Pacific BX 31

Dell Sherk
Thu, 26 Jun 2003 10:26:24 PDT
Dear All,

     The items listed below have been donated by PBS members for
sharing. If you are interested in obtaining some of them, please email me
PRIVATELY at <>. Include "BX 31" in the subject line.
Specify the NUMBERS of the items which you would like; do not specify
quantities.  Availability is based on a first come, first served system.
When you receive your seeds/bulbs you will find included with them a
statement of how much money (cash or check) you should send the PBS
treasurer for your order. This is a charge to defray
costs for packing and first-class postage. It is a good idea to include your
snail mail address too, in case I don't already have it.
    Some of you are members of the PBS discussion forum but not members of
THE PBS. Consider joining the PBS so that you can take advantage of future
offers such as this. Go to our website: . Or
contact me at
    If you would like to donate seeds or bulbs/corms to the PBS, please send
clean, clearly labeled material to: Dell Sherk, PO Box 224, Holicong, PA,
18928, USA. Donors will receive credit on the BX for the cost of postage for
their donations.

From Mary Sue Ittner:


1. Cyrtanthus breviflorus-This one is evergreen for me. There is a picture
on the wiki. It may be the easiest one to grow. It bloomed for months for me
this year putting on quite a show.

2. Delphinium luteum--Yellow, only a few populations in the wild but easy to
grow. Not a geophyte, start seed in the fall and if you pot it up you might
get it to bloom in its first year. Dormant in summer, from California, easy
in a container

3. Delphinium nudicaule--Orange red, native to northern California where it
grows on banks, often in shade and is dormant in summer. Not a geophyte,
but can be grown as one and kept dry in summer. Start in fall

4. Delphinium nudicaule--Dark red, this is a descendant of one I grew from
seed from a single plant in the wild population that was dark red. Some of
the seedlings were the same color. Who knows what you'd get from this
second generation. They could all be like the species or you could get a
dark one.

5. Delphinium patens--Purple. This one is a geophyte (tuberous roots), dark
purple, not tall, long blooming in winter. Coastal mtns. at high
elevations. Start in fall, dormant in summer. This one is a little slower
to bloom from seed, two to three years.

From Robert Parker:


6. Cyrtanthus 'White Gem'  UCI hybrid ex Harold Koopowitz
7. Spiloxene serrata?
8. Ornithogalum juncifolium

From Hamish Sloan:


9.  Habranthus magnoi - white flowered trumpet shape, not reflexed petals.
this is my first flowering from these seedlings. Would like info on this if
anyone can say anything.

10.  Cooperanthes lancasterae - white flowered, rather like above but
slightly larger. As this is a hybrid, seedlings may vary, of course, but I
would expect by not much. First flowering from these bulbs. I have used
sowing on the surface of very gritty damp compost watered from below with
similar sourced seeds but others may have their own suggestions. For those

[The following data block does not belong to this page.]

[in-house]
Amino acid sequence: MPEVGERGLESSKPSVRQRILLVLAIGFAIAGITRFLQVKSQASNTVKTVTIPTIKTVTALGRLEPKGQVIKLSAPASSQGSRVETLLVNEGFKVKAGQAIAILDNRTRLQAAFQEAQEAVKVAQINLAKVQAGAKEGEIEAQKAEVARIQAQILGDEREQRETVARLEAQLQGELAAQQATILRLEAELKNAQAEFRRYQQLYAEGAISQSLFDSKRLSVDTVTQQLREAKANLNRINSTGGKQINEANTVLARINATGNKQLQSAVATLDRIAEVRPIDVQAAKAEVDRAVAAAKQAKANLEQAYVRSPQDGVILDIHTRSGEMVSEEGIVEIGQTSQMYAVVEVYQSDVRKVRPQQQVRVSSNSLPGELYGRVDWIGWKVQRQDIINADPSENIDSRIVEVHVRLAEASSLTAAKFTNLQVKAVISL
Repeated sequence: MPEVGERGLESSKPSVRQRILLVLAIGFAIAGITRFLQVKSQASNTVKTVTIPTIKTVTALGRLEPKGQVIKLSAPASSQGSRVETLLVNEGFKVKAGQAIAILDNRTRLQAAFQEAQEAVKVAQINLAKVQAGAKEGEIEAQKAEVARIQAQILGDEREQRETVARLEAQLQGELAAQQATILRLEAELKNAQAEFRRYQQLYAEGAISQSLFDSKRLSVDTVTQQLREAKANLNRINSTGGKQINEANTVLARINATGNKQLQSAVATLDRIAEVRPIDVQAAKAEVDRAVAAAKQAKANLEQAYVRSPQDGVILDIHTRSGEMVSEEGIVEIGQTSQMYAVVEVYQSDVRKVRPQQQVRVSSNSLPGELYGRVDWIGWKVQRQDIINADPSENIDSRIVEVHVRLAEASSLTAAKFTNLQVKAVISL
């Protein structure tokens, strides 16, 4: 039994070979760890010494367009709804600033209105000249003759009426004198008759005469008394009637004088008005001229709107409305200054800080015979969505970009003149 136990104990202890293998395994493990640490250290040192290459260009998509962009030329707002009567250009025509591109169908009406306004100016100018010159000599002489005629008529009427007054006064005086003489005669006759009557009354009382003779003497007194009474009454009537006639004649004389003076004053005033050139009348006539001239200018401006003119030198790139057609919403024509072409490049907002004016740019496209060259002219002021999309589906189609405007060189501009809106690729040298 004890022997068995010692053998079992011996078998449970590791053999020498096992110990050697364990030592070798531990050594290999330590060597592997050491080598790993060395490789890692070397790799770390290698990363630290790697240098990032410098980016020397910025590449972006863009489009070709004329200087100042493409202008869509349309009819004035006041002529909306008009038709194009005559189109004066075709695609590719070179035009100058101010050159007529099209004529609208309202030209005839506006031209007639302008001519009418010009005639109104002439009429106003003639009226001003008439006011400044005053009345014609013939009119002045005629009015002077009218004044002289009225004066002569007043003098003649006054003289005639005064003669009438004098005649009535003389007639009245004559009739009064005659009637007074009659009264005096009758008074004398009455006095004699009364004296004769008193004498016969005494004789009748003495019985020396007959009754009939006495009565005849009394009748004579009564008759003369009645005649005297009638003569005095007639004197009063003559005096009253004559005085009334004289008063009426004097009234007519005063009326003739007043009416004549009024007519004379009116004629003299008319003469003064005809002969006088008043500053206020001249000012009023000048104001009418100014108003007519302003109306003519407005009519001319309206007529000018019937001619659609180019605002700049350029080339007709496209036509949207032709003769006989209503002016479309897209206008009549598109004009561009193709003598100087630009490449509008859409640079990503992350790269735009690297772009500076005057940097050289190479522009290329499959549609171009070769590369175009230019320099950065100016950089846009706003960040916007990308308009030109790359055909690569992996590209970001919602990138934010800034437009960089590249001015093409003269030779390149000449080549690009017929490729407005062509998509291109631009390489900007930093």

of our members who are lumpers, this will be just a hybrid Zephyranthes
rather than a Cooperia/Zephyranthes hybrid as Cooperia usually now in the
Zephyranthes fold. Would like info on this hybrid if anyone can say
anything, particularly what are the parents.

11.  Cyrtanthus brachyscyphus - bright orange tubular semi-pendulous
flowers, being slightly curved downwards. Florets appear in succession, with
four or so florets out at one time in a scape with eight to ten florets. I
was delighted with the length of time the flowers held their bright colour.
Bulbs flower while quite small, offsets easily, so that it is possible to
get several flower stems in one pot readily for a long lasting show even
though the individual flowers are only about one inch long by quarter in
diameter. Suggest germination best using the wet paper towel method - lay
on a wet absorbent paper in a closed container, put in a warm place that
can be dark, e.g., airing cupboard, but certainly out of strong light,
check frequently to keep towel damp (almost floating!) and to pot on the
germinated seedlings; leaving the germinated seedlings for a few days seems
to do no harm; pot on in well-drained compost.

From Jim Zimmerman via Joyce Miller:

12.   Seed of "Crinum sp x self (SB02L) is an "old stand" planting that was
collected in South Sacramento, California.  It strongly resembles Crinum
bulbispermum roseum.  The leaves are quite glaucous blue and the plant
seems to resent too much moisture.
   The first flower spike this year was observed in February with subsequent
spikes appearing.  At the time this seed was collected in early June,
another flower spike was sending up buds through the spathe valves.
The spikes tend to have around 16 flowers.  They open light pink, becoming
quite dark pink as they mature.  Their shape is the trumpet lily shape,
just like the typical bulbispermum.

13. Small Bulbs of Crinum sp. LOOLS  An "old stand" collected from an old
homestead about 65 miles north of Sacramento.  The owners said their
ancestors brought them with them when they migrated into the area in the
1890s.  I think it more likely that they originated in California, possibly
from the Burbank nurseries which were not very far away.
    I have not yet seen the flowers.  The owners described them as being
like the white Easter lilies on a tall spike.  They guessed the bloom time
to be mid-Summer.
    The plants seem to offset well and have very long, wide green
leaves.  Could be something interesting!  The mature bulbs are very large
-- like good sized of cantaloupe. The neck tends to be quite long.

Thank you, Mary Sue, Robert, Hamish, Jim and Joyce !!

Best Wishes,

--Dell Sherk, Director, Pacific BX

More information about the pbs mailing list